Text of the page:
Orders of the Day — Transport Bill

Part of the debate – in the House of Commons at 4:10 pm on 13th January 1981.

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Photo of Mr Albert Booth Mr Albert Booth , Barrow-in-Furness 4:10 pm, 13th January 1981

I publicly congratulate the Secretary of State on his appointment to the Cabinet. He has commented on the addition of my hon. Frind the Member for Westhoughton (Mr. Stott) to Labour's Front Bench transport team, and on the fact that there will now be more Shadow Transport Ministers than Ministers. That, however, is totally appropriate, because the Labour Party attaches at least 50 per cent. more importance to maintaining and expanding public transport than do the Government, who are apparently more concerned to see its diminution and are making that clear in the Bill.

At a time of the most massive financial crisis facing British Railways, the Bill brings to bear upon them provisions which are at best irrevelant to that crisis and, at worst, downright damaging to their future. The Secretary of State is proposing powers to force them to sell their profitable subsidiaries. He said that it gives powers to the BR holding company, which is not mentioned in the Bill. But BR will have no power to sell subsidiaries without the Secretary of State's consent. That is made clear in clause 1.

My right hon. and hon. Friends and I would be opposed to the forced sale of BR subsidiaries at any time. However, we can hardly envisage a worse time at which to force that sale than the present. The Government are apparently seeking to have the subsidiaries sold as cheaply as possible, to have the least possible sum realised by the public for their considerable investment in the railways over the years.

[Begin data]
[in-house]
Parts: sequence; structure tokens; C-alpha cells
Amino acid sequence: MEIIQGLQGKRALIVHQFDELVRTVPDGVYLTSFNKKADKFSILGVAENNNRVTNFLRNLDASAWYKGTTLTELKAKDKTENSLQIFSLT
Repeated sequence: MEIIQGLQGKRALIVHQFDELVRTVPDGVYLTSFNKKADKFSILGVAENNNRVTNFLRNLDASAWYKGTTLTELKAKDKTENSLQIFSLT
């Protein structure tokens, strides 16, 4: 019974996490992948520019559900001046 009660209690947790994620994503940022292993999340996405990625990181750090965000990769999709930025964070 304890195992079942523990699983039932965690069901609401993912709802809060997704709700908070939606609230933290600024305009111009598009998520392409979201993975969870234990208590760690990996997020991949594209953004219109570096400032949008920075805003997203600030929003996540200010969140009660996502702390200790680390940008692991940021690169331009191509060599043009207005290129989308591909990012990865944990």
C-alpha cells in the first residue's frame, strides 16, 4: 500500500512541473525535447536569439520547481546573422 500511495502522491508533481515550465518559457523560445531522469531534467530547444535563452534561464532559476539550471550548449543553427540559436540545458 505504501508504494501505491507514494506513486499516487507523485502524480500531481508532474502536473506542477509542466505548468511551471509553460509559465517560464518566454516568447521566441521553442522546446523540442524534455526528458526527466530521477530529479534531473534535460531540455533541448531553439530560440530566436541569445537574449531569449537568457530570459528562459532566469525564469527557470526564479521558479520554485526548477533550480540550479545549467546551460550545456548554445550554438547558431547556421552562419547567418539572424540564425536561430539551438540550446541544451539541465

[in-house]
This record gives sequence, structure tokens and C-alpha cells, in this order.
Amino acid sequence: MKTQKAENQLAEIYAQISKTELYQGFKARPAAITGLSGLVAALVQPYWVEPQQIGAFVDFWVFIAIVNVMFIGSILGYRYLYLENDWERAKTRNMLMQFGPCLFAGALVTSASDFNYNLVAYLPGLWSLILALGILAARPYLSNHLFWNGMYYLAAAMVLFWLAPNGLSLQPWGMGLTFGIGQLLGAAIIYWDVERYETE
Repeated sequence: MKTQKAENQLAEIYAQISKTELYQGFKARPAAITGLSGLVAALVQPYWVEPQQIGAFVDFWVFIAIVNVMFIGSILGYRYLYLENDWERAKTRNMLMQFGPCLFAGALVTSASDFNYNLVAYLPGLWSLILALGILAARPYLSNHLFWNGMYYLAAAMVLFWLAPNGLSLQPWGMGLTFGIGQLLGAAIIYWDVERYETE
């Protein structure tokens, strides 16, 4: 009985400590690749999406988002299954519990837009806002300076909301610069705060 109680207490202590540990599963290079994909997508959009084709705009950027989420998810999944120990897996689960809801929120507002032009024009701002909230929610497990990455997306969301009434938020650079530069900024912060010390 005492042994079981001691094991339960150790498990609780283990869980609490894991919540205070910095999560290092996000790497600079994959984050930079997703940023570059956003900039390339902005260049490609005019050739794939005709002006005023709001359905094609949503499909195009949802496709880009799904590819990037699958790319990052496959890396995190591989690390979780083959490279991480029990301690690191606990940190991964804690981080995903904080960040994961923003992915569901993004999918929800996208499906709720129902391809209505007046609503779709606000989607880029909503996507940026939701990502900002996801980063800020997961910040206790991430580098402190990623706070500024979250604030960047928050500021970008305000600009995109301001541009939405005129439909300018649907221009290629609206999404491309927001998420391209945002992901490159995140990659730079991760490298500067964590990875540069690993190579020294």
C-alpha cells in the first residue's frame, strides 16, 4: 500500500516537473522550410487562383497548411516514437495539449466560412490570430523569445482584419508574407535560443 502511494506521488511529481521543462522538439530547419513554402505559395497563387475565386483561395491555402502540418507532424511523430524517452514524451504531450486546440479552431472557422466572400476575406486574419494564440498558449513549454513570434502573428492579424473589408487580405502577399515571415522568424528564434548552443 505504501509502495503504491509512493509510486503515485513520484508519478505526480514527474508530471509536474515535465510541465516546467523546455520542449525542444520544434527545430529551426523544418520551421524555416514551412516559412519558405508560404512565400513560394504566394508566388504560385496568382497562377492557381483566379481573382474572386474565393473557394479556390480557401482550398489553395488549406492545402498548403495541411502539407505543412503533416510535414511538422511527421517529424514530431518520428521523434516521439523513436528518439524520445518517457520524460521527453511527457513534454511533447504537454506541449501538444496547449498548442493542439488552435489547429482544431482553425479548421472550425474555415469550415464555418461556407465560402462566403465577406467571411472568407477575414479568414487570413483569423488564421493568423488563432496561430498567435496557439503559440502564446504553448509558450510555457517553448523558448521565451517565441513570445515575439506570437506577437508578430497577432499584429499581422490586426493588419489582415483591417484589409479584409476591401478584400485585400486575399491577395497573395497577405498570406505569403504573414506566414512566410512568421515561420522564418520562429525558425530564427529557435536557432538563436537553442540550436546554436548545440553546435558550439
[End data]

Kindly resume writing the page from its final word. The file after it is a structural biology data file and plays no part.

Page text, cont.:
I do not necessarily dissent from the Secretary of State's view that there has been insufficient investment in British Railways' subsidiaries. Nevertheless, investment in recent years has been significant. It has put these businesses in a positon that in normal trading times, rather than during the massive recession that is being presided over by the Government, would enable them to make considersable profits. The railways are prevented by their external financing limit, which the Government set, from obtaining loans or making leasing arrangements to meet current and future needs. Whether the Bill can assist British Railways or their subsidiaries in dealing with the problem to even a limited extent will depend upon the agreement of the Treasury that the proceeds of the sale should be added to the external financing limit. That clearly would be the only circumstance in which British Railways could be assisted by the sale of subsidiaries.

If that is not to be the case, and if the Secretary of State intends that whatever money is realised by the sale should be deducted from the borrowing powers of BR, they will have no more money than they have at present. In other words, BR will be deprived of any future income from the subsidiaries and of any addition to their current financing. If the Secretary of State intends that the proceeds should be further invested in the subsidiaries, the benefit will accrue to those who acquire the subsidiaries. BR will benefit only to the limited extent that they retain any holding in those subsidiaries.

The effect of the Bill could therefore be greatly to worsen, even in the short term, the financial position of British Railways. The explanatory and financial memorandum suggests that one of the purposes of part I is to reduce the call of British Railways on the National Loans Fund.